Antonio Pancera

The son of Andrea of Davide, Antonio was born at Portogruaro around the year 1360 from a family belonging to the town lower middle-class. Nothing is known about his first education, but his presence in the Studium of Padua is documented in August 1379: here he had the chance to frequent the cardinal Bonaventura Badoer, former prior of the Hermits, who gave him access to the Curia of Urban VI. In Rome he took service with cardinal Pietro Tomacelli, who was to be elected pope in 1389 with the name of Boniface IX. His career in the curia had a remarkable development in 1392 upon his appointment to the see of Concordia; in 1402, following to Antonio Caetani’s waiver, he was appointed patriarch of Aquileia. Since then his personal history had been interlaced with the dramatic events that upset the life of the Church and the last period of the Aquileian ecclesiastical principality. The new patriarch’s concern was the nobility’s division into philo-imperial and philo-Venetian parties, as well as pressures of foreign powers and a heavy financial situation that had a great impact on the whole of his ruling activity. He was also involved in the tragedy of the schism that opposed the church of Roman observance to the church of Avignon observance, which brought also the cities of Friuli and the entire patriarchate one against the other. The resulting situation, unbearable both on the political and the religious level, eventually persuaded all the involved parties of the need to remove Pancera, who was no longer able to hold the reins of the government in his hands. On 5 June 1411 John XXIII, followed to Alexander V, announced Pancera’s appointment to cardinal. The imposition of the cardinal hat with the title of St. Susanna, on 6 April 1412, concluded Antonio Pancera’s patriarchy. For the two subsequent decades he was still, but no longer with a main role, in the court retinue of pope John XXIII, and then of Martin V and Eugene IV. He took part in the Council of Constance (1414-18), where he gave his contribution to John XXIII’s dismissal and to the election of his successor who put an end to the schism of the Church. After coming back to Rome in 1420, he took up his residence at St. Biagio della Pagnotta, a Roman monastery along the Tiber bank, not far away from St. John of the Florentines he had received in commendam by Martin V. He died in Rome on 3 July 1431, a few months later Eugene IV had assigned him the title of bishop of Tuscolo.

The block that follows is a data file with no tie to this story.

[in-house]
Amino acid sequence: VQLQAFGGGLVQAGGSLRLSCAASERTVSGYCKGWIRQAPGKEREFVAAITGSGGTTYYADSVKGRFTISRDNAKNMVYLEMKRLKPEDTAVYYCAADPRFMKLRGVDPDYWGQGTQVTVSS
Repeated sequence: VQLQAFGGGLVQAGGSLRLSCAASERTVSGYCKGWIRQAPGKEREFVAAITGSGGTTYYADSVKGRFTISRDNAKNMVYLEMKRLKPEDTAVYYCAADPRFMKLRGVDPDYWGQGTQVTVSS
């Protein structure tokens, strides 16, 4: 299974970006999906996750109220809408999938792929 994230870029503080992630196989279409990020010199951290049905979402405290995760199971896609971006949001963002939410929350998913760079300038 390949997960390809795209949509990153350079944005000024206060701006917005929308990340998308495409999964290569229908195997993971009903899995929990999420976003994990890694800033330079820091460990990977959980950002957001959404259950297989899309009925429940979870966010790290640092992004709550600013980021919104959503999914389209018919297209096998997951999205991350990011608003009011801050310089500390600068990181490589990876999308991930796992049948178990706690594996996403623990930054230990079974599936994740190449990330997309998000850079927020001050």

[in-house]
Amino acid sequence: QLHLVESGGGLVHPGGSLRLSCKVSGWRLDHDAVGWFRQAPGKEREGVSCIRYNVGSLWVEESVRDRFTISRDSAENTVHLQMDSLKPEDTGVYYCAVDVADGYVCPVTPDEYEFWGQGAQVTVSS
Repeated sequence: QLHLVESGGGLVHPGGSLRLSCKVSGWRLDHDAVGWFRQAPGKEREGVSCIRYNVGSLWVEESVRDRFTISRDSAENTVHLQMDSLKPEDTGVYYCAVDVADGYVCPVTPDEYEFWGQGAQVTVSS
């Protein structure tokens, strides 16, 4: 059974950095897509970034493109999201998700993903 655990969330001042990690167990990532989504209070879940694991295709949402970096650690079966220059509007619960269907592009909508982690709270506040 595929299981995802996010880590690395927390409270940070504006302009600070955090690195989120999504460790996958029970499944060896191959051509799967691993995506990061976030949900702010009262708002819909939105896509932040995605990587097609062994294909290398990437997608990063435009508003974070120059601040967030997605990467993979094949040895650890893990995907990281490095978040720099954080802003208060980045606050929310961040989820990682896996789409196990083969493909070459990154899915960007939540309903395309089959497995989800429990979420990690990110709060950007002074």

For further information see the entries: Pancera Antonio, patriarca d’Aquileia written by Dieter Girgensohn in Nuovo Liruti. Dizionario biografico dei Friulani, 1, Il Medioevo, edited by C. Scalon, Udine, Forum, 2006, 628-641, and Pancera, Antonio, in Dizionario Biografico degli Italiani, 80 (2014), written by Cesare Scalon.

Leave a Comment